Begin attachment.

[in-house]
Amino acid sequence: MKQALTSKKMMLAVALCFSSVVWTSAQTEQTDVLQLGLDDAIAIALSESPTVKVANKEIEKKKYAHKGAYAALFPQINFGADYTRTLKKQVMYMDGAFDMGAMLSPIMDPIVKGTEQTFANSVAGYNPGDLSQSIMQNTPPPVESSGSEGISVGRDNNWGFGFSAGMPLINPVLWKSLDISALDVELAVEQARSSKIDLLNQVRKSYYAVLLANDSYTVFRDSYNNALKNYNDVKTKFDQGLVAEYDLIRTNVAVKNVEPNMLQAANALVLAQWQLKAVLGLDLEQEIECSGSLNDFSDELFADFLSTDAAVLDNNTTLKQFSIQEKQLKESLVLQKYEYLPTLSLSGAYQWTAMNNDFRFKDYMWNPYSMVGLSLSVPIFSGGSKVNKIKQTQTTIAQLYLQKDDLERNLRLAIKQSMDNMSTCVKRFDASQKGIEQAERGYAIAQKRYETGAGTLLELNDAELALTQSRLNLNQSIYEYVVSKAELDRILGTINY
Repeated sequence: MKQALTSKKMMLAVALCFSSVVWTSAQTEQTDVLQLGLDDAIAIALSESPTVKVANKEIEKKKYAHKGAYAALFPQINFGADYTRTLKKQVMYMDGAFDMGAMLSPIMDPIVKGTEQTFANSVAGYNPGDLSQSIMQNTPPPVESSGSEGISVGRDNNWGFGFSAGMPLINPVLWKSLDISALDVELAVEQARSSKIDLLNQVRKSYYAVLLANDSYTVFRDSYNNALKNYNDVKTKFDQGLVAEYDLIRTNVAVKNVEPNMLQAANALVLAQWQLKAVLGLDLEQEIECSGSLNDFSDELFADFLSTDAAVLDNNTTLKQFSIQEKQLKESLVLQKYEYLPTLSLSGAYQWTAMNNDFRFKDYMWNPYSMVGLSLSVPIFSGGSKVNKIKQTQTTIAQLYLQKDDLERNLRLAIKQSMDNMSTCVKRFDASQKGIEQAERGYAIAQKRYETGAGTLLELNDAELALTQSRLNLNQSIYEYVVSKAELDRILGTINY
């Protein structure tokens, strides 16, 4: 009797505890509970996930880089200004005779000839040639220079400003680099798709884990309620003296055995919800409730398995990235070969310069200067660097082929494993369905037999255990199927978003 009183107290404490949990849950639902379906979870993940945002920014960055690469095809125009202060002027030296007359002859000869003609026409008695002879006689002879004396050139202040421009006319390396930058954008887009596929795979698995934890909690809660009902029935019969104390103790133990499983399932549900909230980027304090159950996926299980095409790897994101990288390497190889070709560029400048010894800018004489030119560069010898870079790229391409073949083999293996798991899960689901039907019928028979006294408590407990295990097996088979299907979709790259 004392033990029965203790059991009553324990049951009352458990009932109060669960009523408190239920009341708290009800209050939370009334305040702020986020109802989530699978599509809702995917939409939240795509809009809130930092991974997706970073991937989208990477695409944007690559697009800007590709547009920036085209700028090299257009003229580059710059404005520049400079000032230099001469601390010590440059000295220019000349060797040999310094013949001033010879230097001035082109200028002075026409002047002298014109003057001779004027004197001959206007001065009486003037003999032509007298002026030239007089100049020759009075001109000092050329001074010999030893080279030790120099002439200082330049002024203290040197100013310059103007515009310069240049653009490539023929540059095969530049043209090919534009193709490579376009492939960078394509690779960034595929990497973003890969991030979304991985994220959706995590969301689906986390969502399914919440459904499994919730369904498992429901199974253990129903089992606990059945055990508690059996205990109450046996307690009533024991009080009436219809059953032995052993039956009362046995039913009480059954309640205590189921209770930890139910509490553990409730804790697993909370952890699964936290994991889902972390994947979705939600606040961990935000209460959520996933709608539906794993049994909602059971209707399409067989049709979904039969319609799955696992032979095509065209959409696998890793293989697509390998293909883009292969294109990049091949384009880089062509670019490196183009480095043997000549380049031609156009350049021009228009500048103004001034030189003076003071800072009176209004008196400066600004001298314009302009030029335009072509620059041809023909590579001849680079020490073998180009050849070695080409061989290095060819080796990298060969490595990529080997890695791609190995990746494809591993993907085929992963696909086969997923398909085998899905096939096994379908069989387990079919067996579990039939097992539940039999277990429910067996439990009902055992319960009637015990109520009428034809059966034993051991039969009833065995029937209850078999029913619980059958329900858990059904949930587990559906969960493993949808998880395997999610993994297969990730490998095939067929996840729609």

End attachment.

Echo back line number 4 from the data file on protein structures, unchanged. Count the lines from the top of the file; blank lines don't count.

């Protein structure tokens, strides 16, 4: 009797505890509970996930880089200004005779000839040639220079400003680099798709884990309620003296055995919800409730398995990235070969310069200067660097082929494993369905037999255990199927978003 009183107290404490949990849950639902379906979870993940945002920014960055690469095809125009202060002027030296007359002859000869003609026409008695002879006689002879004396050139202040421009006319390396930058954008887009596929795979698995934890909690809660009902029935019969104390103790133990499983399932549900909230980027304090159950996926299980095409790897994101990288390497190889070709560029400048010894800018004489030119560069010898870079790229391409073949083999293996798991899960689901039907019928028979006294408590407990295990097996088979299907979709790259 004392033990029965203790059991009553324990049951009352458990009932109060669960009523408190239920009341708290009800209050939370009334305040702020986020109802989530699978599509809702995917939409939240795509809009809130930092991974997706970073991937989208990477695409944007690559697009800007590709547009920036085209700028090299257009003229580059710059404005520049400079000032230099001469601390010590440059000295220019000349060797040999310094013949001033010879230097001035082109200028002075026409002047002298014109003057001779004027004197001959206007001065009486003037003999032509007298002026030239007089100049020759009075001109000092050329001074010999030893080279030790120099002439200082330049002024203290040197100013310059103007515009310069240049653009490539023929540059095969530049043209090919534009193709490579376009492939960078394509690779960034595929990497973003890969991030979304991985994220959706995590969301689906986390969502399914919440459904499994919730369904498992429901199974253990129903089992606990059945055990508690059996205990109450046996307690009533024991009080009436219809059953032995052993039956009362046995039913009480059954309640205590189921209770930890139910509490553990409730804790697993909370952890699964936290994991889902972390994947979705939600606040961990935000209460959520996933709608539906794993049994909602059971209707399409067989049709979904039969319609799955696992032979095509065209959409696998890793293989697509390998293909883009292969294109990049091949384009880089062509670019490196183009480095043997000549380049031609156009350049021009228009500048103004001034030189003076003071800072009176209004008196400066600004001298314009302009030029335009072509620059041809023909590579001849680079020490073998180009050849070695080409061989290095060819080796990298060969490595990529080997890695791609190995990746494809591993993907085929992963696909086969997923398909085998899905096939096994379908069989387990079919067996579990039939097992539940039999277990429910067996439990009902055992319960009637015990109520009428034809059966034993051991039969009833065995029937209850078999029913619980059958329900858990059904949930587990559906969960493993949808998880395997999610993994297969990730490998095939067929996840729609």